Having dealt with Stargardts since the age of 8, I now consider myself a classic model, whose headlights are stuck perennially on the low beams, yet the engine still roars and the horn always works when needed.
Growing up in a small mid-western farm town, I had no role models or experiences to guide me. Being labeled the “kid with bad eyes”, I dreaded becoming the local Mr. Magoo. Although I have never been in denial of my vision loss, I decided at an early stage to defy this situation. I simply did not want to be defined by what I could not do. Carrying a chip on my shoulder, I assertively set out to discredit the naysayers and achieve what many others claimed I could not or should not do. Based on a feeling that I had to be better to be equal, my goal was to accomplish as much as possible. As a result, I dashed and crashed through adversity.
From my view, you cannot explain Stargardts with just a few lines or paragraphs. It takes an entire book. With that in mind, I chronicled my past five decades in a non-fiction novel titled “Glimpse” and written under my pen name of D.S. Sully. Without holding back, I reveal my out of sight episodes with mainstream school, high school sports, hunting, dating, college, career ventures, and some EEO/ADA skirmishes.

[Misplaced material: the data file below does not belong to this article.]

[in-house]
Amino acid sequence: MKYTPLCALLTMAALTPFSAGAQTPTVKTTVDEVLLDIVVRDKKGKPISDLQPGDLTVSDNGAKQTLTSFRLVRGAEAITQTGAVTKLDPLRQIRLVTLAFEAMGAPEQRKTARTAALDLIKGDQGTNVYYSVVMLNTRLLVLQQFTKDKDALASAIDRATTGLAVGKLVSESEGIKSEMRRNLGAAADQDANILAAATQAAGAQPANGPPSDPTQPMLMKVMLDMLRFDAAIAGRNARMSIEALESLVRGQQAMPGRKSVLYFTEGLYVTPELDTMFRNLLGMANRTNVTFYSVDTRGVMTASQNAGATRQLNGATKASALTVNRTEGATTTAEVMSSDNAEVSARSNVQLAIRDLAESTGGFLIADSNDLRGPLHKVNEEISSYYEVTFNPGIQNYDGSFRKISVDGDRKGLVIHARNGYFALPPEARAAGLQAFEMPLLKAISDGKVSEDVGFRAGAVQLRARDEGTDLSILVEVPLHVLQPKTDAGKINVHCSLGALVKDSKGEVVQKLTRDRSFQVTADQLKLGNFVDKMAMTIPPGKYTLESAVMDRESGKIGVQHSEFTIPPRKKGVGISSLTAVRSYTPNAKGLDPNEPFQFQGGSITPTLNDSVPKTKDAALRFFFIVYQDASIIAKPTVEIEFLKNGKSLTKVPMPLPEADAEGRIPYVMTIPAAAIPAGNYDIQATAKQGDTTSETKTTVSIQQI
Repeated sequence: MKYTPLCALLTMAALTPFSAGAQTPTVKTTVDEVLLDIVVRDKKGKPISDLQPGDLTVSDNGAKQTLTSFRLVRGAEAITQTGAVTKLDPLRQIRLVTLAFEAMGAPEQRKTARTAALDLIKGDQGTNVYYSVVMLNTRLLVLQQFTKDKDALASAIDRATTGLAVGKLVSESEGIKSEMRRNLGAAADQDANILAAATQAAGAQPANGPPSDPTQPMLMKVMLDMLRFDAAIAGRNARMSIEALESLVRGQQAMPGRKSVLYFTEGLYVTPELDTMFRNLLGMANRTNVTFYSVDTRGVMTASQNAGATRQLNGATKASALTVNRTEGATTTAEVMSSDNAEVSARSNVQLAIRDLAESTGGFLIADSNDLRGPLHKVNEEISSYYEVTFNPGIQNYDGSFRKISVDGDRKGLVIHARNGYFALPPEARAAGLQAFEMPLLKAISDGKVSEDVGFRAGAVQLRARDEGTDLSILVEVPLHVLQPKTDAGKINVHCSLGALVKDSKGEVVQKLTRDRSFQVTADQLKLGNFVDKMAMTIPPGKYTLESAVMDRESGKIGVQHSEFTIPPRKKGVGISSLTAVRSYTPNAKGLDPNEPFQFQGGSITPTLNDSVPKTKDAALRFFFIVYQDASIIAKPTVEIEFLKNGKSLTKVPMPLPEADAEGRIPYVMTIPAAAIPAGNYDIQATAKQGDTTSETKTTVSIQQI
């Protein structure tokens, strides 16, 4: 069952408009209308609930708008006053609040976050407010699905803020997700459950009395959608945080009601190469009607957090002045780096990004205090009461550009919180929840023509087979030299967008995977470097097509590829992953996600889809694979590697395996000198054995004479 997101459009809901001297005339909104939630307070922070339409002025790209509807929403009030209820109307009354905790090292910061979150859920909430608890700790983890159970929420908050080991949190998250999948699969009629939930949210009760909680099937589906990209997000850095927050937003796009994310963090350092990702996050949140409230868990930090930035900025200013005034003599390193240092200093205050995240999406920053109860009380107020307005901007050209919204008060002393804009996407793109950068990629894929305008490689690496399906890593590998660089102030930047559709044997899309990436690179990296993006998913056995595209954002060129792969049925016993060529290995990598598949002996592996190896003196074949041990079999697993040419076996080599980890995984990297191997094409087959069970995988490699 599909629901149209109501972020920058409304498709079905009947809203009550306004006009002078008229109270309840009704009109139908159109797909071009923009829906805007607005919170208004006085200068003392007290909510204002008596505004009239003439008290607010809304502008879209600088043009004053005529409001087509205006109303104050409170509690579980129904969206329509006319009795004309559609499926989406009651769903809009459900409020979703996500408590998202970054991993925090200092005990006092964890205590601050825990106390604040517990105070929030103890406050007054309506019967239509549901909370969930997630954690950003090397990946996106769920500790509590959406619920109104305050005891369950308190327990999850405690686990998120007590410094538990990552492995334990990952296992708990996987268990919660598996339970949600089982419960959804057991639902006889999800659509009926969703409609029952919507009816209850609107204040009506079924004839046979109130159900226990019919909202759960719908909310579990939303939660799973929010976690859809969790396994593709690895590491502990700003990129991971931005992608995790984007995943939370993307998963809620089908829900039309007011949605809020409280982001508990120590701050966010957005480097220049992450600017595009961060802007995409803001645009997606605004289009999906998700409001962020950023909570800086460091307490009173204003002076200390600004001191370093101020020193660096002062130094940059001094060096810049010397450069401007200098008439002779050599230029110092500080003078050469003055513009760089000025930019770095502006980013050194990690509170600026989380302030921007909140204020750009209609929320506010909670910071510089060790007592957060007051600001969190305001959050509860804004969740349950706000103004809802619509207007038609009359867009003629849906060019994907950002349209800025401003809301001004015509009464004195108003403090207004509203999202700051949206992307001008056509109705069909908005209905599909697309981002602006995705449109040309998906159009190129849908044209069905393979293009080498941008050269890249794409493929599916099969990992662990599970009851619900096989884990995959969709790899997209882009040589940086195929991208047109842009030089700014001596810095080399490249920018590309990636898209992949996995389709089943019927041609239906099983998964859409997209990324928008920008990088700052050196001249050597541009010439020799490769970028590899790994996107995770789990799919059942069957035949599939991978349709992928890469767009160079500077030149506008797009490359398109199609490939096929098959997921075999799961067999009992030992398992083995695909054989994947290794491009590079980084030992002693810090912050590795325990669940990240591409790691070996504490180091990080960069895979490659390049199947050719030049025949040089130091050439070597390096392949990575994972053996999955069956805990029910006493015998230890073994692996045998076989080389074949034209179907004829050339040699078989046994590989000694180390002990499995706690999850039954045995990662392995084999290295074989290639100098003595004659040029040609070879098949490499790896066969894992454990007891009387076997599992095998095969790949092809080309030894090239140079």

At this point in my life, I want to connect with others who have Stargardts and share notes. Borrowing from an old western movie title, Stargardts to me is like “The Good, the Bad, and the Ugly”. It is GOOD because generally this eye disorder does not result in total vision loss. There is a whole lot you can achieve with your residual peripheral acuity. However, it can be BAD because it creates physical and social obstacles. And finally, Stargardts can be UGLY because you sometimes feel marooned between the worlds of those who can see fairly well and those who cannot see at all.
As someone with Stargardts, I can’t guarantee what has worked for me will work for anyone else. I’ve always been about as unconventional as you can get. After careers in five different fields, I’ve sort of retired and turned to vocations as an author and artist. Here’s how I see it. Why seek to be ordinary when you are already out of the ordinary? With that in mind, I welcome your feedback to me at: firstname.lastname@example.org.